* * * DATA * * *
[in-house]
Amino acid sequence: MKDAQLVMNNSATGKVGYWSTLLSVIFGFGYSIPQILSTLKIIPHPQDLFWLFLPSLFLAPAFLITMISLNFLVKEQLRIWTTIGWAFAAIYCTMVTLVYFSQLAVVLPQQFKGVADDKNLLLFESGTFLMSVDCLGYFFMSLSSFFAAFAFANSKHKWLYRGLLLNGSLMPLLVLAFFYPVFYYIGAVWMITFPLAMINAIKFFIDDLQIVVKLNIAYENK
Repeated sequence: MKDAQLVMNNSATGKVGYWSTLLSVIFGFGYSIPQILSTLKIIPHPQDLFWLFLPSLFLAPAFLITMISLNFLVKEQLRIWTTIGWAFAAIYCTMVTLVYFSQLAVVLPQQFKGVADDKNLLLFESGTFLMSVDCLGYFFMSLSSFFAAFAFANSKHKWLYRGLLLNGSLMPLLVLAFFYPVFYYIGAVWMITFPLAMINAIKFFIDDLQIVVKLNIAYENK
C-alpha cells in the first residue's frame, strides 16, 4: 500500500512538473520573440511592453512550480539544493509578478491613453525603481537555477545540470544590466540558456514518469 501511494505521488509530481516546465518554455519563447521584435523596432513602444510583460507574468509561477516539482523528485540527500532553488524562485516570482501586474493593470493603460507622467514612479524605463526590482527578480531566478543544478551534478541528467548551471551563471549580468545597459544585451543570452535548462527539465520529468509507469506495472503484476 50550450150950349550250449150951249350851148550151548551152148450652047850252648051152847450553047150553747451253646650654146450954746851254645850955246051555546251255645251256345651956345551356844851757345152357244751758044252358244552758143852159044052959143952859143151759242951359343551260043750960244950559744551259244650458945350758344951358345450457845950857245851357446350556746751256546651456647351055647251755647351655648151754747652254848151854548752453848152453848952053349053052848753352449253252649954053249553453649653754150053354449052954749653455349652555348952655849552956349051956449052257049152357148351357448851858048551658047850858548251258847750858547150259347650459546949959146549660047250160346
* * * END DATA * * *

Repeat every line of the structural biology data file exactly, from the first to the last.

[in-house]
Amino acid sequence: MKDAQLVMNNSATGKVGYWSTLLSVIFGFGYSIPQILSTLKIIPHPQDLFWLFLPSLFLAPAFLITMISLNFLVKEQLRIWTTIGWAFAAIYCTMVTLVYFSQLAVVLPQQFKGVADDKNLLLFESGTFLMSVDCLGYFFMSLSSFFAAFAFANSKHKWLYRGLLLNGSLMPLLVLAFFYPVFYYIGAVWMITFPLAMINAIKFFIDDLQIVVKLNIAYENK
Repeated sequence: MKDAQLVMNNSATGKVGYWSTLLSVIFGFGYSIPQILSTLKIIPHPQDLFWLFLPSLFLAPAFLITMISLNFLVKEQLRIWTTIGWAFAAIYCTMVTLVYFSQLAVVLPQQFKGVADDKNLLLFESGTFLMSVDCLGYFFMSLSSFFAAFAFANSKHKWLYRGLLLNGSLMPLLVLAFFYPVFYYIGAVWMITFPLAMINAIKFFIDDLQIVVKLNIAYENK
C-alpha cells in the first residue's frame, strides 16, 4: 500500500512538473520573440511592453512550480539544493509578478491613453525603481537555477545540470544590466540558456514518469 501511494505521488509530481516546465518554455519563447521584435523596432513602444510583460507574468509561477516539482523528485540527500532553488524562485516570482501586474493593470493603460507622467514612479524605463526590482527578480531566478543544478551534478541528467548551471551563471549580468545597459544585451543570452535548462527539465520529468509507469506495472503484476 50550450150950349550250449150951249350851148550151548551152148450652047850252648051152847450553047150553747451253646650654146450954746851254645850955246051555546251255645251256345651956345551356844851757345152357244751758044252358244552758143852159044052959143952859143151759242951359343551260043750960244950559744551259244650458945350758344951358345450457845950857245851357446350556746751256546651456647351055647251755647351655648151754747652254848151854548752453848152453848952053349053052848753352449253252649954053249553453649653754150053354449052954749653455349652555348952655849552956349051956449052257049152357148351357448851858048551658047850858548251258847750858547150259347650459546949959146549660047250160346